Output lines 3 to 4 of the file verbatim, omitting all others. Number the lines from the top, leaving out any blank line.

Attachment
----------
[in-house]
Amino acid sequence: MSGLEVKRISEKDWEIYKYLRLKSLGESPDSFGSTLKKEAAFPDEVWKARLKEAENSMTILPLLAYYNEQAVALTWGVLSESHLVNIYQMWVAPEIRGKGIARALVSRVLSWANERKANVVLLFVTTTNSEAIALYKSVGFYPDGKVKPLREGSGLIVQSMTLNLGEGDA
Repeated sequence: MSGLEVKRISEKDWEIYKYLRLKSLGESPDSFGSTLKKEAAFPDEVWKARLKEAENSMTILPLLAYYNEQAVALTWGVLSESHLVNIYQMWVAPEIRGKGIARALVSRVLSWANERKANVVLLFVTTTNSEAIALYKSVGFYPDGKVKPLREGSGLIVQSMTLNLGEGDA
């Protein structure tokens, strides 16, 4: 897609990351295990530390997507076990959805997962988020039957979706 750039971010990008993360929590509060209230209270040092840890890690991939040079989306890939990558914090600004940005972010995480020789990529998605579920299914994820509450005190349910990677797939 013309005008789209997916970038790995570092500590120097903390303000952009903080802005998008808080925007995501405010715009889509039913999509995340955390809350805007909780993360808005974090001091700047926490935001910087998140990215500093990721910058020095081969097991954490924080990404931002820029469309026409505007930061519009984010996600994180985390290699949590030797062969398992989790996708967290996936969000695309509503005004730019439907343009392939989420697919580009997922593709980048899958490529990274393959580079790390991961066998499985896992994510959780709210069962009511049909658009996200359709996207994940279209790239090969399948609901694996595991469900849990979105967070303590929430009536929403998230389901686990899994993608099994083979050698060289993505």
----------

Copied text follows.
Repeated sequence: MSGLEVKRISEKDWEIYKYLRLKSLGESPDSFGSTLKKEAAFPDEVWKARLKEAENSMTILPLLAYYNEQAVALTWGVLSESHLVNIYQMWVAPEIRGKGIARALVSRVLSWANERKANVVLLFVTTTNSEAIALYKSVGFYPDGKVKPLREGSGLIVQSMTLNLGEGDA
């Protein structure tokens, strides 16, 4: 897609990351295990530390997507076990959805997962988020039957979706 750039971010990008993360929590509060209230209270040092840890890690991939040079989306890939990558914090600004940005972010995480020789990529998605579920299914994820509450005190349910990677797939 013309005008789209997916970038790995570092500590120097903390303000952009903080802005998008808080925007995501405010715009889509039913999509995340955390809350805007909780993360808005974090001091700047926490935001910087998140990215500093990721910058020095081969097991954490924080990404931002820029469309026409505007930061519009984010996600994180985390290699949590030797062969398992989790996708967290996936969000695309509503005004730019439907343009392939989420697919580009997922593709980048899958490529990274393959580079790390991961066998499985896992994510959780709210069962009511049909658009996200359709996207994940279209790239090969399948609901694996595991469900849990979105967070303590929430009536929403998230389901686990899994993608099994083979050698060289993505």